Norv Turner has taken over as the Vikings offensive coordinator and all of Minnesota rejoiced. He is one of those coaches who has the reputation of being able to get the most out of his players, especially the quarterback and tight end positions. He has been credited with turning very average players into good ones and good ones into great players. Let me do a quick little illustration to show what he has been able to do with his teams:

32qschart

If you take a look at his last five stops, there are some mixed results. In Miami and San Francisco, his passing attacks were pretty bad. The Miami teams can be excused a little bit due to the mess they had at quarterback, but the 2006 49ers don’t have any glaring reason to have been quite as bad as they were. Norv’s first and last year with the Chargers also so significant drops in production in the passing game from previous seasons. Altogether, that gives us four seasons with a drop off compared to seven seasons with a significant increase. Just looking at the numbers, it appears more likely the Vikings passing game will see an improvement over the 2013 version.

The Vikings were 23rd in the league in passing offense in 2013. If we follow the most recent example of Cleveland, that means we could likely expect the Vikings to improve to somewhere in the mid-teens for passing ranking or somewhere just shy of 4,000 yards. The problem with this projection is Norv Turner hasn’t had a rookie quarterback in any of his last five stops. Every quarterback he dealt with had at least one year in the league prior to Turner’s arrival. That’s going to be a problem with Teddy Bridgewater expected to be at the helm for the 2014 Vikings. Unless you think Bridgewater is another Andrew Luck, the Vikings aren’t going to approach those numbers this season.

Personally, I think the Norv Turner talk is a little overstated by many. Yes, he is a good coordinator and gets the best out of his players most of the time, but he isn’t magic. The Vikings have a rookie quarterback which means the passing game will struggle. This throws a bit of cold water on those expecting top five numbers from anyone in the passing game (I’m looking at those of you with Cordarrelle Patterson in your top five) this year, but don’t send hate mail just yet. If Norv sticks around (which might be a big if given his recent past), you can expect a much improved Vikings offense in 2015 as long as Bridgewater turns out to be worthy of the first round pick.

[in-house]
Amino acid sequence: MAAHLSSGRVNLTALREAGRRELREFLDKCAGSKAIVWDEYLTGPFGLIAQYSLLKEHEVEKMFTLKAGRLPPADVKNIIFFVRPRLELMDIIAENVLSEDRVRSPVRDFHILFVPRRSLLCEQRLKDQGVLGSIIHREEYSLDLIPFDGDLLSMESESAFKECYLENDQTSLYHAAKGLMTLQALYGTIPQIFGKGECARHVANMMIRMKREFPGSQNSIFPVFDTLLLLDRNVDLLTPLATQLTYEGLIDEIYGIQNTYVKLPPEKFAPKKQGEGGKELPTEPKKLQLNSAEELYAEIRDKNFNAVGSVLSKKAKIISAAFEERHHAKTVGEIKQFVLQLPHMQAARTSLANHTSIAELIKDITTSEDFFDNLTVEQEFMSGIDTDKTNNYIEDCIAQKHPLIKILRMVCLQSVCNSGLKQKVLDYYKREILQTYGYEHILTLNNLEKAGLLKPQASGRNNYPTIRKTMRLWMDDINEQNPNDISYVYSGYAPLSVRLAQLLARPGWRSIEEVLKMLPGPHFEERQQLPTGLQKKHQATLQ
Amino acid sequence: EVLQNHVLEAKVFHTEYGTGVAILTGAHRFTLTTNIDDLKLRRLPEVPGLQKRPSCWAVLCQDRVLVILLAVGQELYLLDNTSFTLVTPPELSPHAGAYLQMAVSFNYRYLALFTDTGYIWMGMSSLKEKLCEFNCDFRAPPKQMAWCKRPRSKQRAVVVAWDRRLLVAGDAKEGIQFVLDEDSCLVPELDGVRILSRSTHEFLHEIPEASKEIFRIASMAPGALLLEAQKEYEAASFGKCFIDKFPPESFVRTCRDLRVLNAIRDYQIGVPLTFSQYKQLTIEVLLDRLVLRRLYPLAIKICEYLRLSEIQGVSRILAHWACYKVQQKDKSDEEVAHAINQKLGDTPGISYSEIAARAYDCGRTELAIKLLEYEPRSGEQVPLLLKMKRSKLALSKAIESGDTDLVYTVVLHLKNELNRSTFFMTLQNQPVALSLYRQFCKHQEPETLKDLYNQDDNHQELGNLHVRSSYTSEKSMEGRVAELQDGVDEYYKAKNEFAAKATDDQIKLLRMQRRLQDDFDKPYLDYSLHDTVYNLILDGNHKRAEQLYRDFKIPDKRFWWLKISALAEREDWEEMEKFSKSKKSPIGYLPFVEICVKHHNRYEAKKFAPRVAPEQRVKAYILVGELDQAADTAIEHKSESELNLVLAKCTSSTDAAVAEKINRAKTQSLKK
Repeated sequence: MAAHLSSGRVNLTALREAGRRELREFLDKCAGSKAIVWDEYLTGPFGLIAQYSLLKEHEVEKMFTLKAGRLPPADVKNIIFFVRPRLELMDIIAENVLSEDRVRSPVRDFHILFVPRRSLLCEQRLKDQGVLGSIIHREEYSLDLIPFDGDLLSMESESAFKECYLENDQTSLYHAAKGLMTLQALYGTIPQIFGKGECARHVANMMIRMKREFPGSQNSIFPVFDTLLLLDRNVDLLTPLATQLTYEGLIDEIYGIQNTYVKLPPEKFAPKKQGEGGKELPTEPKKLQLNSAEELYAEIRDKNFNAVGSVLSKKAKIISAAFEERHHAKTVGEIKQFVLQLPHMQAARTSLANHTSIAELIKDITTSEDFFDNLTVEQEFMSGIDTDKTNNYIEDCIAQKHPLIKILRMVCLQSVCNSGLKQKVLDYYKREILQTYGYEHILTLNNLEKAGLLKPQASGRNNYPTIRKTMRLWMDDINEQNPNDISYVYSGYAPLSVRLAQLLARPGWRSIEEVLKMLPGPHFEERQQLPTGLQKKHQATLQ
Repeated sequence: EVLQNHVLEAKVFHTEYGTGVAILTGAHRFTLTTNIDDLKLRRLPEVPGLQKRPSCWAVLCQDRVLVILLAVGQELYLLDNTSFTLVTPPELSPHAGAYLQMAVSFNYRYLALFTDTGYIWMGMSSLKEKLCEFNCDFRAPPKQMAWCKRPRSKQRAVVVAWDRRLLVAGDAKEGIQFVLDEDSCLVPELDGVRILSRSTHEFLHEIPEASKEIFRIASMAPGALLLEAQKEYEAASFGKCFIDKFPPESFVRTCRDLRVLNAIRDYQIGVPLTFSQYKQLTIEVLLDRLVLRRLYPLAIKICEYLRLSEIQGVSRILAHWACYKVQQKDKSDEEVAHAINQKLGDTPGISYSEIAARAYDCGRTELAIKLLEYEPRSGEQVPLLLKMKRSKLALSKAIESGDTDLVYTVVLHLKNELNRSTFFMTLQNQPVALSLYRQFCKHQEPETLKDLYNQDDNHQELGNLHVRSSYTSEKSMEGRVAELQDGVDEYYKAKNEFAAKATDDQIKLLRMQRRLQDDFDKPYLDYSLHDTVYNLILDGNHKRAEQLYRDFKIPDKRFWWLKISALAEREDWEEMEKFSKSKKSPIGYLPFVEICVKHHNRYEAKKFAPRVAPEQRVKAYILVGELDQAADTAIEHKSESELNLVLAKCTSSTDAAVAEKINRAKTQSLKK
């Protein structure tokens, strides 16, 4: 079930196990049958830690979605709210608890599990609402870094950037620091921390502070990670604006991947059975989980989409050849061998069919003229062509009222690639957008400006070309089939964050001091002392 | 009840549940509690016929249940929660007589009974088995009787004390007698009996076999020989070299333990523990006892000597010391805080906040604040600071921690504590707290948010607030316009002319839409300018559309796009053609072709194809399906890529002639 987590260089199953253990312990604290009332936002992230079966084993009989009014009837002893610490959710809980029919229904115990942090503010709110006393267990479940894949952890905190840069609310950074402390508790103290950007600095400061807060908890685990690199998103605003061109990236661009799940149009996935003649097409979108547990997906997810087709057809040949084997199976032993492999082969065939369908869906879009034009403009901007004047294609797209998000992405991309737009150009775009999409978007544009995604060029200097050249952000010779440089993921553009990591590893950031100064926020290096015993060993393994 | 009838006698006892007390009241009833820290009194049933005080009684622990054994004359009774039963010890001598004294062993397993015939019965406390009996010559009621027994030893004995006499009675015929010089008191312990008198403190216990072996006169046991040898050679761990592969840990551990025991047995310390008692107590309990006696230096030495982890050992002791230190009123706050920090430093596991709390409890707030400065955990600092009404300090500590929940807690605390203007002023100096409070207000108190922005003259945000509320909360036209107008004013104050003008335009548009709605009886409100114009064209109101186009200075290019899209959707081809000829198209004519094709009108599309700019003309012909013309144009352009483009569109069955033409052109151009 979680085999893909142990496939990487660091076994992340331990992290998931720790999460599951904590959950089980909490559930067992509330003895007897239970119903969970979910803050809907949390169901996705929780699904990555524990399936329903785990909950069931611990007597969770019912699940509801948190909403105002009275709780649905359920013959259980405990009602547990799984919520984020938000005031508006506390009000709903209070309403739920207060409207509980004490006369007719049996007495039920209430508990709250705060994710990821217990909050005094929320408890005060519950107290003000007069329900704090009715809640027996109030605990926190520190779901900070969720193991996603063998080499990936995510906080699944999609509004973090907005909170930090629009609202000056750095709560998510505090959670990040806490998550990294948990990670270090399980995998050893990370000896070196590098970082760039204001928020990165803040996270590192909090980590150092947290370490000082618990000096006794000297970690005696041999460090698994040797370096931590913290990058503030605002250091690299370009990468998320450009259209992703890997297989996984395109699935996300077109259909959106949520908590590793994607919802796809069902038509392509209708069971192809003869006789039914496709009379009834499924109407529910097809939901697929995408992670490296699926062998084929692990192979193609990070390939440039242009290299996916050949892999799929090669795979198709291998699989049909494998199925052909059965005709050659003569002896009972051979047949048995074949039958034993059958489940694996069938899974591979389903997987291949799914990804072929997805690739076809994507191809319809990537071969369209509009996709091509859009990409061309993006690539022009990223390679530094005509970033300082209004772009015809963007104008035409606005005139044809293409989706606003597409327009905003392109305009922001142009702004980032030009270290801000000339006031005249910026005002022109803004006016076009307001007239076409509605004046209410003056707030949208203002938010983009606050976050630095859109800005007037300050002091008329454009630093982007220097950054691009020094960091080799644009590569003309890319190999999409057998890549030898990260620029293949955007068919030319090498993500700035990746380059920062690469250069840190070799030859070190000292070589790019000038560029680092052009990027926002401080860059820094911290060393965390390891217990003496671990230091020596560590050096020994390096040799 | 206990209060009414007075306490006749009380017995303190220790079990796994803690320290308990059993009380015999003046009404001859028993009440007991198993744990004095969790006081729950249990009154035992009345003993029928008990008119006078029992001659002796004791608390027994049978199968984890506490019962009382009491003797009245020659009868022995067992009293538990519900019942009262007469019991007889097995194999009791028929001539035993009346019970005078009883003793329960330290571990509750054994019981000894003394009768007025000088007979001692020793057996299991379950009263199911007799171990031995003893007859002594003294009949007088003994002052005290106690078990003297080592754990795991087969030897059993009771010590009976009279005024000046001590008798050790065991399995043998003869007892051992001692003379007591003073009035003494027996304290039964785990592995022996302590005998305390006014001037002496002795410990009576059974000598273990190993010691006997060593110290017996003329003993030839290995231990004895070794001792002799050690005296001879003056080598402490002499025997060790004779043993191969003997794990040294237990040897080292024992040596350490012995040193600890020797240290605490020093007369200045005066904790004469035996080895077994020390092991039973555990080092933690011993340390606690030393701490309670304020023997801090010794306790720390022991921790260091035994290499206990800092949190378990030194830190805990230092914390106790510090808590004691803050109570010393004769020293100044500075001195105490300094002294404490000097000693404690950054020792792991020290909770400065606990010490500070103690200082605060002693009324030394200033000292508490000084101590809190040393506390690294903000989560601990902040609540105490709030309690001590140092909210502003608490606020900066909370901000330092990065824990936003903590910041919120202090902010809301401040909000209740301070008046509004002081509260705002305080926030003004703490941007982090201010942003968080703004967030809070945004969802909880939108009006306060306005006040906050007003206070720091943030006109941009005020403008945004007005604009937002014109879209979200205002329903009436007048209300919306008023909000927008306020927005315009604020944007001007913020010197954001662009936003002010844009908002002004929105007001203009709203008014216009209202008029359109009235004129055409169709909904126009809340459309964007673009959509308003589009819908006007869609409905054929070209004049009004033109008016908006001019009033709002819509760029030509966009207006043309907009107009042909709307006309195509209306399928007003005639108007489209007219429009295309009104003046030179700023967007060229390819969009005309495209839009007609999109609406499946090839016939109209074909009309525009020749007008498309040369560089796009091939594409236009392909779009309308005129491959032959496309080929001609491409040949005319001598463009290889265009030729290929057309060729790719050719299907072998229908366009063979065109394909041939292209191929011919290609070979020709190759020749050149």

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Jacob Feldman
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Jim
7 years ago

I obviously understand what you’re getting at but comparing Ebron to Vernon Davis is not accurate (Cameron is closer but still more athletic). Vernon Davis is a freak. Athletically he’s a bigger freak than even Megatron. Men his size should not be able to run a 4.38s 40 with a 42″ (!) vertical. If he were in a pass first offense I think we’d be talking about him in the Graham/Gronk/Thomas tier of TEs.

What’s your take on Rudolph this year? Obviously they have faith in him with the extension but it will be interesting to see what role he carves out. He definitely looks slimmer and faster in preseason. Personally, I think 60-70 receptions, 700+ yards and double digit TDs is within striking distance especially with a rookie QB that excels in the short/intermediate game.

Jacob Feldman
Reply to  Jim
7 years ago

The Vikings QB situation is shaping up to be a little bit of a mess if the early indications are to be believed. Bridgewater has been very hot and cold while Cassel is very average. Unless one of them takes charge, expectations for the passing game need to be reeled in a little bit. Multiple QBs in a season typically means bottom 10 passing game.

At this point, if Rudolph can stay healthy (which is a concern), I would put the over/under at 50 receptions, 600 yards, and 8 TDs. If someone takes command of the QB role, I would bump all of those up 10-20%

Jim
Reply to  Jacob Feldman
7 years ago

Definitely agree with your first statement but going to throw you a curveball on the over/under.

Rudolph 2012: 53/493/9

100 less yards, 3 more receptions, 1 more TD. Call it a wash? That was with Christian Ponder at the helm. So the real question is – do you think Bridgewater, Cassell or a combination of the two is better than Christian Ponder? Toss in Norv and an extension suggesting confidence/usage and I just don’t see how he falls short of line that barring injury.

demystifier
Reply to  Jim
7 years ago

He could fall short of that line on TDs, given how variable they are. If he did, a line of 50/500/5 is deep in the ‘just another TE’ range.

I know he is a redzone threat….I’m just saying I’m not shocked if he falls short of that line…

demystifier
7 years ago

Cleveland finishing 11th last season was the result of *volume* and nothing more, imo, after they lead the league in passes.

Assuming AP is mostly healthy, if Norv is dumb enough to throw at even a Top 5 volume rate with a rookie QB (or Cassel LOL), mediocre at best receivers, and AP….then he should be on to yet another destination, this time in a lesser role.

demystifier
Reply to  demystifier
7 years ago

Well, ok, Josh Gordon and Cameron helped….but you get the idea. They weren’t an efficient passing team at all, they just threw a ton.

Evan
Reply to  demystifier
7 years ago

Go look at Cleveland’s RB depth chart after Richardson was traded and then you will realize why they lead the league in pass attempts.